The dialogue is hysterical, the special effects are second to any and the whole movie is a classic not to be missed.
ATTACK OF THE 50 FOOT WOMAN
* Allied Artists
* Starring Allison Hayes, William Hudson, Yvette Vickers
* Director: Nathan Juran
Did anyone else grow up in the ‘60’s in NYC with that wonderful Chiller Theater on fabulous Channel 11? If you did, surely you hold in high esteem one of the best movies they introduced us kids to, the marvelous ATTACK OF THE 50 FOOT WOMAN. The cast alone speaks volumes for the absurd classic. It features the delightful Allison Hayes, star of many ‘50’s and ‘60’s horror films and TV shows and Yvette Vickers, Miss Playboy July 1959,whose other main credit is the even worse - ATTACK OF THE GIANT LEECHES. This film holds a truly revered place in the annals of schlock 1950’s horror.
Allison plays a rich woman living in the desert who’s had a few encounters with the bottle. No one, least of all her philandering husband, Harry, believes her tales of encountering a giant alien out during her trips to the dunes. He and his girlfriend, Honey (Yvette Vickers, the sluttiest “actress” to ever see celluloid) intend to encourage her wild rantings hoping they’ll soon carry her away to the nuthouse. Allison eventually convinces Harry to come have a look for himself and lo and behold, there is a real alien! Man that he is, he leaves her there in his clutches.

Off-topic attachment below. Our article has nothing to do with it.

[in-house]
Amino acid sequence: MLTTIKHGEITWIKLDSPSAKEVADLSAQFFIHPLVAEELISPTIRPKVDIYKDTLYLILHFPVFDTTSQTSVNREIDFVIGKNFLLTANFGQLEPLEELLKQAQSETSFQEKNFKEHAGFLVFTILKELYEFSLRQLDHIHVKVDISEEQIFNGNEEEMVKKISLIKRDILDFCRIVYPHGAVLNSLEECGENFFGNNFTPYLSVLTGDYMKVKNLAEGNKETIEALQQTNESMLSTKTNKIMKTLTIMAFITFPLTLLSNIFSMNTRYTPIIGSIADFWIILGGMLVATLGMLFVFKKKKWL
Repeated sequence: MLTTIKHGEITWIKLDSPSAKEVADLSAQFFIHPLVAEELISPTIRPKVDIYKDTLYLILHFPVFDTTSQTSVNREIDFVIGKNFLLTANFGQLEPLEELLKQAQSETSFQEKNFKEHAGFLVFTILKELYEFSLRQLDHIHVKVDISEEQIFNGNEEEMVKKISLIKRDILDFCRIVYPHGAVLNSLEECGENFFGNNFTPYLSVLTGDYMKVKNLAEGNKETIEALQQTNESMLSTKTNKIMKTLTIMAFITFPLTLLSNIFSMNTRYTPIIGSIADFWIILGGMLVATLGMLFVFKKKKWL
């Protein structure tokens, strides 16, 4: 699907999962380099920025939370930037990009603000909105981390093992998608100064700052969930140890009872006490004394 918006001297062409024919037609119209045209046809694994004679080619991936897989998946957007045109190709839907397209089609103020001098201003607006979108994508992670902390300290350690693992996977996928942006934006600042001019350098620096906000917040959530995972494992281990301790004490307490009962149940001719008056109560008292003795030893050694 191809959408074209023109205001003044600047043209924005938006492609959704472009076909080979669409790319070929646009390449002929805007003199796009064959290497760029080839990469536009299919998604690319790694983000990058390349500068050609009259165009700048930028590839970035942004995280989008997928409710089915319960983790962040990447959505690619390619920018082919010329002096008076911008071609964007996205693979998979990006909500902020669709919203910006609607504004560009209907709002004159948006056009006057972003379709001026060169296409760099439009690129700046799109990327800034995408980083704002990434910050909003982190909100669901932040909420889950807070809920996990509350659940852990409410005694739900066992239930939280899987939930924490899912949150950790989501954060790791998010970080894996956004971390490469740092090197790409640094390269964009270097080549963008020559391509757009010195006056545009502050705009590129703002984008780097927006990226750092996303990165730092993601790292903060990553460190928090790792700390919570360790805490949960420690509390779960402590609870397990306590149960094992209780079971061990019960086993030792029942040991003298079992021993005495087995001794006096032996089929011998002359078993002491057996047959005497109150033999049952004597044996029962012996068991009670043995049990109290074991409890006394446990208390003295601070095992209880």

The next time we see her, the house is arrayed with meat hooks,elephant syringes and other assorted paraphernalia designed to handle her since the alien encounter has turned her into a 50 foot giantess. A shot of her hand, as big as a sofa, is one of the delights of a film which can boast some of the most god-awful special effects imaginable. Eventually, she breaks loose from the steel cables holding her in place and tears up the town (literally) looking for Harry. She knows where he and Honey are and she destroys the bar they’re hiding in and them as well. The sheriff refuses to use a rifle on her ( “I can’t shoot a lady.”) and she eventually meets her end falling into some high power wires.
The dialogue is hysterical, the special effects are second to any, the whole movie is a classic not to be missed. Some of the behind-the-scenes stories merit mention as well. They are far more gruesome than this nonsense could ever be. Miss Hayes tragically died from painful lead poisoning due to some skin preparations she was using and Yvette’s desiccated corpse was found after she didn’t retrieve her mail for several weeks. Truth is stranger than fiction and this film proves it. Even if you didn’t grow up with Chiller Theater (or something like it), this movie will make you wish you had.